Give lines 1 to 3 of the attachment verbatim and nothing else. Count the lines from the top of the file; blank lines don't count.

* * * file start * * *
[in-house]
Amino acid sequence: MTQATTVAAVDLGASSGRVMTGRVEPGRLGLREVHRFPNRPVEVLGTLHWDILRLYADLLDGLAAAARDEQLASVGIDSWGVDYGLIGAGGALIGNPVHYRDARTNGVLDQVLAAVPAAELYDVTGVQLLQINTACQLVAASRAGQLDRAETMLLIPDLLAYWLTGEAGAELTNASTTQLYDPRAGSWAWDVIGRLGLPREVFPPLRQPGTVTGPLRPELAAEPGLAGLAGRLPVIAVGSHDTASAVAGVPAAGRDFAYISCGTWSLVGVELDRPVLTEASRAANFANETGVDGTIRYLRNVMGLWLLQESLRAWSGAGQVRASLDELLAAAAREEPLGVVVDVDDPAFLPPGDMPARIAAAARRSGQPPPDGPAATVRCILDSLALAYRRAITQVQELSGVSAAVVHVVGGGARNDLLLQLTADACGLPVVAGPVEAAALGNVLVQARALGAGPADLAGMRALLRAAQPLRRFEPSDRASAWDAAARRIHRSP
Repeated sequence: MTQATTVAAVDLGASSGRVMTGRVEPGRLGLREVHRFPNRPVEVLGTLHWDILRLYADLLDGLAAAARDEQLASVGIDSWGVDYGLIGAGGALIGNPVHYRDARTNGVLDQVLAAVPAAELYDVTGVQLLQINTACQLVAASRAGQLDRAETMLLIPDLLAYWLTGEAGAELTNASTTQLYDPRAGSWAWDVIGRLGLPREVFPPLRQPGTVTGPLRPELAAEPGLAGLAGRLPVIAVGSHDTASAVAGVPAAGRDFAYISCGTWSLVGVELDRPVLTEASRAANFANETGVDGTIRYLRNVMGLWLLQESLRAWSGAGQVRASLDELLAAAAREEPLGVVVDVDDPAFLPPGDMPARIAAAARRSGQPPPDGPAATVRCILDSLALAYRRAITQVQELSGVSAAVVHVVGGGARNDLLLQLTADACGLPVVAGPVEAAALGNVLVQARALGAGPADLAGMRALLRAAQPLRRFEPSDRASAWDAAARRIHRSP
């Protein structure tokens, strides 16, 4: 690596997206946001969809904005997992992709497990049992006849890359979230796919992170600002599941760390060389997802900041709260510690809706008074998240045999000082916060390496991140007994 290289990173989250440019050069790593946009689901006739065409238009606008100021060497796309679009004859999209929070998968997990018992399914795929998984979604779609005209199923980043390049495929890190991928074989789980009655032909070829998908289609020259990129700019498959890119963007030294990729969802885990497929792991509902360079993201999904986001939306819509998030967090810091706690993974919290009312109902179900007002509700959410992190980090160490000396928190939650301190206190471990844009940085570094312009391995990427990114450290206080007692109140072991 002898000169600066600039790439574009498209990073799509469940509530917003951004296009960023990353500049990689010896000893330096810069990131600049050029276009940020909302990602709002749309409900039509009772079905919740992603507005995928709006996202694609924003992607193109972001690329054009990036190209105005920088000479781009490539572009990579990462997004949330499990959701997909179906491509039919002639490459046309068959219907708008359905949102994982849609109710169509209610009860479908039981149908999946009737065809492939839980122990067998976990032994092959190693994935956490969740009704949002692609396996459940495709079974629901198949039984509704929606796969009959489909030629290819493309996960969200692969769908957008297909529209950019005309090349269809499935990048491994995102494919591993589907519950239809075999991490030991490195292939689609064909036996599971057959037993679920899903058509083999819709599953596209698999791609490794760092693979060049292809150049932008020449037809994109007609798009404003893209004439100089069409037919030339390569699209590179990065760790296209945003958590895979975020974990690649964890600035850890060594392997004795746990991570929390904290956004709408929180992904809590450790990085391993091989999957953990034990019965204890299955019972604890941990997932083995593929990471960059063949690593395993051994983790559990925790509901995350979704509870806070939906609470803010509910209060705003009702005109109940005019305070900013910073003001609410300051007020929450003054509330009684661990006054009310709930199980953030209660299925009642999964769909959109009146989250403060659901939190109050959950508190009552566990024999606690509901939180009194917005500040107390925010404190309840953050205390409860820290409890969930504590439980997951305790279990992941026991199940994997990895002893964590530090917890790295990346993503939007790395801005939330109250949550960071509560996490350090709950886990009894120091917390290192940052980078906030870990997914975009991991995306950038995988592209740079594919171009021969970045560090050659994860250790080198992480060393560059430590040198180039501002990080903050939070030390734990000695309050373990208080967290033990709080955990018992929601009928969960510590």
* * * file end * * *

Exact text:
[in-house]
Amino acid sequence: MTQATTVAAVDLGASSGRVMTGRVEPGRLGLREVHRFPNRPVEVLGTLHWDILRLYADLLDGLAAAARDEQLASVGIDSWGVDYGLIGAGGALIGNPVHYRDARTNGVLDQVLAAVPAAELYDVTGVQLLQINTACQLVAASRAGQLDRAETMLLIPDLLAYWLTGEAGAELTNASTTQLYDPRAGSWAWDVIGRLGLPREVFPPLRQPGTVTGPLRPELAAEPGLAGLAGRLPVIAVGSHDTASAVAGVPAAGRDFAYISCGTWSLVGVELDRPVLTEASRAANFANETGVDGTIRYLRNVMGLWLLQESLRAWSGAGQVRASLDELLAAAAREEPLGVVVDVDDPAFLPPGDMPARIAAAARRSGQPPPDGPAATVRCILDSLALAYRRAITQVQELSGVSAAVVHVVGGGARNDLLLQLTADACGLPVVAGPVEAAALGNVLVQARALGAGPADLAGMRALLRAAQPLRRFEPSDRASAWDAAARRIHRSP
Repeated sequence: MTQATTVAAVDLGASSGRVMTGRVEPGRLGLREVHRFPNRPVEVLGTLHWDILRLYADLLDGLAAAARDEQLASVGIDSWGVDYGLIGAGGALIGNPVHYRDARTNGVLDQVLAAVPAAELYDVTGVQLLQINTACQLVAASRAGQLDRAETMLLIPDLLAYWLTGEAGAELTNASTTQLYDPRAGSWAWDVIGRLGLPREVFPPLRQPGTVTGPLRPELAAEPGLAGLAGRLPVIAVGSHDTASAVAGVPAAGRDFAYISCGTWSLVGVELDRPVLTEASRAANFANETGVDGTIRYLRNVMGLWLLQESLRAWSGAGQVRASLDELLAAAAREEPLGVVVDVDDPAFLPPGDMPARIAAAARRSGQPPPDGPAATVRCILDSLALAYRRAITQVQELSGVSAAVVHVVGGGARNDLLLQLTADACGLPVVAGPVEAAALGNVLVQARALGAGPADLAGMRALLRAAQPLRRFEPSDRASAWDAAARRIHRSP